Superscribing Sustainability: Reformulating China's Contemporary Urbanism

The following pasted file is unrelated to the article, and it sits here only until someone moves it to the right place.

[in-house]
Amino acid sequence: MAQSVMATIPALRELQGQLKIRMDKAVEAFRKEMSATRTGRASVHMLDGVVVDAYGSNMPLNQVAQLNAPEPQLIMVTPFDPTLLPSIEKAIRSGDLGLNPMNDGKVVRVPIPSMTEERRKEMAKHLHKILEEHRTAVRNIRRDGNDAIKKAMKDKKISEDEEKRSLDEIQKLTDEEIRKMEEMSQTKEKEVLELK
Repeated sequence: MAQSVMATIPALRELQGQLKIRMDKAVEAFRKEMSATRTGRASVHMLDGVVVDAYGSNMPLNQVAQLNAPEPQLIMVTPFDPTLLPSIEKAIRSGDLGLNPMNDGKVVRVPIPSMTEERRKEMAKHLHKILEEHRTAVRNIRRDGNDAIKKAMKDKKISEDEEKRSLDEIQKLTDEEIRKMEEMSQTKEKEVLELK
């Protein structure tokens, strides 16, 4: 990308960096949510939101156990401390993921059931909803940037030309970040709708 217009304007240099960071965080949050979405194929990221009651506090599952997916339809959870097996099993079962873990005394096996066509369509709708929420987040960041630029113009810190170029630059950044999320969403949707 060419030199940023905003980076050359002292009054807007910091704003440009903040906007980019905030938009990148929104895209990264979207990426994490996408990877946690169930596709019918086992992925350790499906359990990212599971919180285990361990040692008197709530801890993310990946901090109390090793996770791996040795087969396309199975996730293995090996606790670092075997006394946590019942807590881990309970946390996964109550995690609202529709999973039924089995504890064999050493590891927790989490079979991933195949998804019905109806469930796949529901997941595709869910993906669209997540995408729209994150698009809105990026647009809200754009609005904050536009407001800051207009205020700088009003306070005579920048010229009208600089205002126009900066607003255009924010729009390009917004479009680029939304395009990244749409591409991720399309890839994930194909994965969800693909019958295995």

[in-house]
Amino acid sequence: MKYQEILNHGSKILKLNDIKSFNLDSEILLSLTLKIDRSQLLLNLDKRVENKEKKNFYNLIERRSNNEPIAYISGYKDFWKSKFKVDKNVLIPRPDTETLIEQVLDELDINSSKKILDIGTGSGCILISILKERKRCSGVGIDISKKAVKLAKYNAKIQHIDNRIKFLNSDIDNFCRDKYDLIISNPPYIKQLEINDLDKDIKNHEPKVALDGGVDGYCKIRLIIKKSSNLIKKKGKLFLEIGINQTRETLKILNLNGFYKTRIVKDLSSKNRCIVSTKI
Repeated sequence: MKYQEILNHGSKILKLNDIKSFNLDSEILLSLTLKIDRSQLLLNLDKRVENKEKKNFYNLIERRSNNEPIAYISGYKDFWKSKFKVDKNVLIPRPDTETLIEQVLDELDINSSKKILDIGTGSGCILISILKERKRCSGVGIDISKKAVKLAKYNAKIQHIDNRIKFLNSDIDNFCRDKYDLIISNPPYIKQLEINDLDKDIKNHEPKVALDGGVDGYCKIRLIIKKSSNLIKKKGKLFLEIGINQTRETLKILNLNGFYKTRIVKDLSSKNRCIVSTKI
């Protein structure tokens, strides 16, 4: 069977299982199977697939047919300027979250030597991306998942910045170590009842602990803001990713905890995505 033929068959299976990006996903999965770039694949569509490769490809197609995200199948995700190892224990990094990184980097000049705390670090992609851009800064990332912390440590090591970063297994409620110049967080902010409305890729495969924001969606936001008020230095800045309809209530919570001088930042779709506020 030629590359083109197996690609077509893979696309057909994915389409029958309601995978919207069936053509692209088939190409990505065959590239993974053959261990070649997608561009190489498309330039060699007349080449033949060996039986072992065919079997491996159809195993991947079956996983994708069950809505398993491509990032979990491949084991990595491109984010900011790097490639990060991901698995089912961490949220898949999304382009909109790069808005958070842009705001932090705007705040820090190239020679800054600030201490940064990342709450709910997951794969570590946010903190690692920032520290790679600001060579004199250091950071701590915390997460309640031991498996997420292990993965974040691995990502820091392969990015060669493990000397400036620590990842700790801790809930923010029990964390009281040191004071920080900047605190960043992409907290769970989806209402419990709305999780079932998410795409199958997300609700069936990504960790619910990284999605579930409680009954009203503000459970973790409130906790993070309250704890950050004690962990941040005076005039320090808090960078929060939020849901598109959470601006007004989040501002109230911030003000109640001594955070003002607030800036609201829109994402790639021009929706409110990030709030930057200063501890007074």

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Within China's post-1980's urban planning discourse, shan-shui, a significance-laden compound character set translatable as `mountain-water' or `landscape', aligned with urban sustainability. The focus of this genealogical discourse analysis delineates the origins, evolution, interpretation, and application of the term shan-shui within China's contemporary urbanization as a developing urban design paradigm, informed through transnational flows of urban design practices. This work highlights case studies showing this discourse's morphological materializations and analyzes interviews, publications, media, letter exchanges, and urban designs to problematize the use of shan-shui within the discursive processes of urban development and sustainability discourses. The superscription of shan-shui generates a rubric through which Chinese cultural and symbolic elements are (re)formulated in contemporary urban developments and conjoined with sustainable urban design practices facilitating multifaceted ends including efforts towards sustainable urban development, bourgeoning neo-classical urban aesthetics, conceptual bridging of human-nature relations, land-centric capital accumulation, and a vernacular urbanism.